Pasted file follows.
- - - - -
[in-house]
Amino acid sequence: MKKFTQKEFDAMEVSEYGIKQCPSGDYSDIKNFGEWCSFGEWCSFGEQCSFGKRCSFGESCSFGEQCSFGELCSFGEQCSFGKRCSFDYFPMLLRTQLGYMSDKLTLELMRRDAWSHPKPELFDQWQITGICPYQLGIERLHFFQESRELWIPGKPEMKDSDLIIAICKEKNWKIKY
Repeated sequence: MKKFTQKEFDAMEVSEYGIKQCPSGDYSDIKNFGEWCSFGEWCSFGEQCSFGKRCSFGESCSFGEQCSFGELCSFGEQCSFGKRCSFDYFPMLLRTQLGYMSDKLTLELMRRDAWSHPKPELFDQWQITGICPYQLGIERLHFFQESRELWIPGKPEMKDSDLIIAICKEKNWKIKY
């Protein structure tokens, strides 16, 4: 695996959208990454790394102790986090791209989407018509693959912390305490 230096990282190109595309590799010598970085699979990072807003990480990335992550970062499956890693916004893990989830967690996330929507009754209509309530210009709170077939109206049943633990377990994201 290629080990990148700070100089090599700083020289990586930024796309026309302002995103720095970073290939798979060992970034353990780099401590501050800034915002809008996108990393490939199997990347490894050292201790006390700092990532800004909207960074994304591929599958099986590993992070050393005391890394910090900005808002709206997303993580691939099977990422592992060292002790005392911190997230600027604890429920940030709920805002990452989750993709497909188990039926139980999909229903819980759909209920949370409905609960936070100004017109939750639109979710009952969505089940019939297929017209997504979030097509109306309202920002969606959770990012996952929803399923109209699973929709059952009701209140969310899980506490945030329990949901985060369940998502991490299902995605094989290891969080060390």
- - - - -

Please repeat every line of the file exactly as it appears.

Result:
[in-house]
Amino acid sequence: MKKFTQKEFDAMEVSEYGIKQCPSGDYSDIKNFGEWCSFGEWCSFGEQCSFGKRCSFGESCSFGEQCSFGELCSFGEQCSFGKRCSFDYFPMLLRTQLGYMSDKLTLELMRRDAWSHPKPELFDQWQITGICPYQLGIERLHFFQESRELWIPGKPEMKDSDLIIAICKEKNWKIKY
Repeated sequence: MKKFTQKEFDAMEVSEYGIKQCPSGDYSDIKNFGEWCSFGEWCSFGEQCSFGKRCSFGESCSFGEQCSFGELCSFGEQCSFGKRCSFDYFPMLLRTQLGYMSDKLTLELMRRDAWSHPKPELFDQWQITGICPYQLGIERLHFFQESRELWIPGKPEMKDSDLIIAICKEKNWKIKY
């Protein structure tokens, strides 16, 4: 695996959208990454790394102790986090791209989407018509693959912390305490 230096990282190109595309590799010598970085699979990072807003990480990335992550970062499956890693916004893990989830967690996330929507009754209509309530210009709170077939109206049943633990377990994201 290629080990990148700070100089090599700083020289990586930024796309026309302002995103720095970073290939798979060992970034353990780099401590501050800034915002809008996108990393490939199997990347490894050292201790006390700092990532800004909207960074994304591929599958099986590993992070050393005391890394910090900005808002709206997303993580691939099977990422592992060292002790005392911190997230600027604890429920940030709920805002990452989750993709497909188990039926139980999909229903819980759909209920949370409905609960936070100004017109939750639109979710009952969505089940019939297929017209997504979030097509109306309202920002969606959770990012996952929803399923109209699973929709059952009701209140969310899980506490945030329990949901985060369940998502991490299902995605094989290891969080060390």